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    Flow Rate Research Methodology


The information provided in this section of the Pathfinder Science Stream Monitoring Project is based on the Missouri Volunteer Water Quality Monitoring Program, a partnership project between the Missouri Department of Conservation (MDC) and Natural Resources (DNR), the Conservation Federation of Missouri (CFM) and the Citizens of Missouri.

Instructions for Calculation of Stream Discharge

Select a stream section that is relatively straight, free of large objects such as logs or boulders, with a noticeable current, and with a depth as uniform as possible. Stretch the tape measure across the stream. The "0" point should be anchored at the wetted edge of the stream. The end of the tape measure should be anchored at the opposite end so that it is taut and even with the other wetted edge.

Step 1. Determine the stream cross sectional area. The first step in determining cross sectional area is to measure and calculate the average stream depth. In the table below, record depth measurements at one foot intervals along the tape measure you have stretched across the stream. The depth must be measured in tenths of a foot (ie 1.7 feet equals one foot and seven tenths). DO NOT MEASURE DEPTH IN INCHES.

Interval Number Depth in Feet Interval Number Depth in Feet Interval Number Depth in Feet
1   11   21  
2   12   22  
3   13   23  
4   14   24  
5   15   25  
6   16   26  
7   17   27  
8   18   28  
9   19   29  
10   20   30  
Sum   Sum   Sum  


The average depth is calculated by dividing the sum of depth measurements by the number of intervals at which measurements were taken.

Sum of Depths (Feet)÷Number of Intervals=Average Depth (Feet)


The final step in calculating the cross sectional area is to multiply the average depth (in feet) by the stream width (in feet) at the point where the tape measure is stretched across the stream.

Average Depth (Feet)xStream Width (Feet)= Cross Sectional Area (Feet)2

Step 2. Determine the average velocity for the stream.

For a stream less than ten feet in width, select three points in the stream approximately equal distances apart for velocity measurements. For streams greater than ten feet in width, no fewer than four velocity measurements should be taken at approximately equal distances across the stream. For example, if the stream were eight feet wide, then velocity measurements would be taken at approximately two foot intervals across the stream in order to derive three measurements. If the stream were sixteen feet across, then the velocity measurements would be taken at approximately three foot intervals across the stream in order to derive four measurements. This method of measuring the stream velocity will insure that velocity measurements are recorded for the slow and fast portions of the stream.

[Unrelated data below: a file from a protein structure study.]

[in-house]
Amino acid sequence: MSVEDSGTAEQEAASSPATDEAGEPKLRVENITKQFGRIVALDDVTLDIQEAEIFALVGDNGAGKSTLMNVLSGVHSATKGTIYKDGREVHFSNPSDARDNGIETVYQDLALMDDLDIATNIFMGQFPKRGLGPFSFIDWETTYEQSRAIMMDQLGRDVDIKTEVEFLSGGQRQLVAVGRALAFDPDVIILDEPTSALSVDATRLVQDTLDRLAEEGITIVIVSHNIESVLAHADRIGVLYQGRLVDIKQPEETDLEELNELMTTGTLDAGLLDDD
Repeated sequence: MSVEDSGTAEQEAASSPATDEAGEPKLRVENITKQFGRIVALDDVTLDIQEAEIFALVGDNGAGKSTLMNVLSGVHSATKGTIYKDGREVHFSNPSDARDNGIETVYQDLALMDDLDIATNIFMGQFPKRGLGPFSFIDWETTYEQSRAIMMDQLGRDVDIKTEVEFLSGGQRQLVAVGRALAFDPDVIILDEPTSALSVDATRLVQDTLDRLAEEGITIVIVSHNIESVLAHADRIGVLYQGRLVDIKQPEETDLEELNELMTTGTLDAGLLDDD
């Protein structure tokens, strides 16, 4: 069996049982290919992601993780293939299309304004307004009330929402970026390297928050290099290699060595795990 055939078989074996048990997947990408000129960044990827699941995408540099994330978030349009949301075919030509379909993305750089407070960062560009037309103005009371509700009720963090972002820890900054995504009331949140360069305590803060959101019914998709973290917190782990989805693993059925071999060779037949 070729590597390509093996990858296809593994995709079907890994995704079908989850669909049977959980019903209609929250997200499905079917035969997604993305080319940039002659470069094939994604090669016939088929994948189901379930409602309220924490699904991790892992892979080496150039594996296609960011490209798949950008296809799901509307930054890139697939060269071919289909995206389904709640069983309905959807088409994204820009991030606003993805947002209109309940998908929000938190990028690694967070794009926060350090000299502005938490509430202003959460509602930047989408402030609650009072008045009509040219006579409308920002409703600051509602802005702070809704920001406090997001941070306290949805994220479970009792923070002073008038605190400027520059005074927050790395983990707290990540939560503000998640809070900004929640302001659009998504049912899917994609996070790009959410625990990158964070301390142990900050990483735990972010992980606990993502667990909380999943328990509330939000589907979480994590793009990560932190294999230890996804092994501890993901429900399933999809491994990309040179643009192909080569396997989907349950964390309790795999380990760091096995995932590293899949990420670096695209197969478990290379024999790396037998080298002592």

Once you have determined the number of velocity float trials you need to complete, measure the water's surface velocity in the following manner: Select two points located equal distance upstream and downstream from the tape measure you have stretched across the stream. Determine the distance between these two points and record this value (in feet) in the distance box below. Count the number of seconds it takes a neutrally buoyant object, such as an orange or an apple, to float this distance. Record this time (in seconds) in the table below for each float trial you complete.

Velocity Float Trials
Trial NumberTime (seconds)
1 
2 
3 
4 
5 
6 
7 
8 
9 
10 
Sum 

Distance Floated (Feet)             

The next step in calculating the surface velocity is to determine the average float time. Average float time is equal to the sum of float times (in seconds) divided by the number of float trials.

Sum of Float Times
(seconds)
÷Number of TrialsAverage Float Time
(seconds)

The final step is to divide the distance floated (from the box above) by the average float time.
Distance Floated
(Feet)
÷ Average Float Time
(seconds)
Average Surface
Velocity (Feet per Second)

Water in a stream does not all travel at the same speed. Water near the bottom travels slower than water at the surface because of friction (or drag) on the stream bottom. When calculating stream discharge the water's velocity for the entire depth (surface to bottom) needs to be determined. Therefore, you must multiply the average surface velocity (from above) by a corretion factor to make it represent the water velocity of the entire stream depth.

Choose the correction factor that best describes the bottom of your stream in the area where of the stream that you measured the surface velocity.

Correction value based on Stream Bottom Type:

    Rough, loose rocks or coarse grave - use a correction value of 0.8
    Smooth, mud, sand or hard pan rock - use a correction value of 0.9

Multiply the correction factor by the average surface velocity to calculate the corrected average stream velocity.
Correction ValuexAverage Surface Velocity
(Feet per Second)
=Corrected Average
Stream Velocity
(Feet per Second)


3. Calculate the Stream Discharge.

Multiply the cross sectional area (feet)2 from Step 1 by the corrected average stream velocity (feet/second) from Step 2.

Cross Sectional
Area
x Corrected Average
Stream Velocity
(Feet per Second)
= Stream Discharge
(Feet)3per Second or
Cubic Feet per Second
(CFS)

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